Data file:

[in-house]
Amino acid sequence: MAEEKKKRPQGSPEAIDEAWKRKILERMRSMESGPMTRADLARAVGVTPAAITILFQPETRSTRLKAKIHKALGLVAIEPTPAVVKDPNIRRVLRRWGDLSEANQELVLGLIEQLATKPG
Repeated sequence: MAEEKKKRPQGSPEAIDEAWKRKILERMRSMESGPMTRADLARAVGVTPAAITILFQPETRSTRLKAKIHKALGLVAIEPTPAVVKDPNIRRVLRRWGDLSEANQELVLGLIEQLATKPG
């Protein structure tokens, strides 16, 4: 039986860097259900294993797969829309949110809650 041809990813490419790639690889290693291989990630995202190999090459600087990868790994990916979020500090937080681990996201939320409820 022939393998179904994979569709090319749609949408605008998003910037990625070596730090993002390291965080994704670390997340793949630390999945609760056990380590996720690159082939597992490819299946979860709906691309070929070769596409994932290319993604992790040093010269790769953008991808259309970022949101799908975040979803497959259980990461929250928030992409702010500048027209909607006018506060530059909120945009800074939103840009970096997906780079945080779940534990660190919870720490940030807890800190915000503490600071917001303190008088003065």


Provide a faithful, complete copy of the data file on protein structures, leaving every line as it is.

[in-house]
Amino acid sequence: MAEEKKKRPQGSPEAIDEAWKRKILERMRSMESGPMTRADLARAVGVTPAAITILFQPETRSTRLKAKIHKALGLVAIEPTPAVVKDPNIRRVLRRWGDLSEANQELVLGLIEQLATKPG
Repeated sequence: MAEEKKKRPQGSPEAIDEAWKRKILERMRSMESGPMTRADLARAVGVTPAAITILFQPETRSTRLKAKIHKALGLVAIEPTPAVVKDPNIRRVLRRWGDLSEANQELVLGLIEQLATKPG
């Protein structure tokens, strides 16, 4: 039986860097259900294993797969829309949110809650 041809990813490419790639690889290693291989990630995202190999090459600087990868790994990916979020500090937080681990996201939320409820 022939393998179904994979569709090319749609949408605008998003910037990625070596730090993002390291965080994704670390997340793949630390999945609760056990380590996720690159082939597992490819299946979860709906691309070929070769596409994932290319993604992790040093010269790769953008991808259309970022949101799908975040979803497959259980990461929250928030992409702010500048027209909607006018506060530059909120945009800074939103840009970096997906780079945080779940534990660190919870720490940030807890800190915000503490600071917001303190008088003065």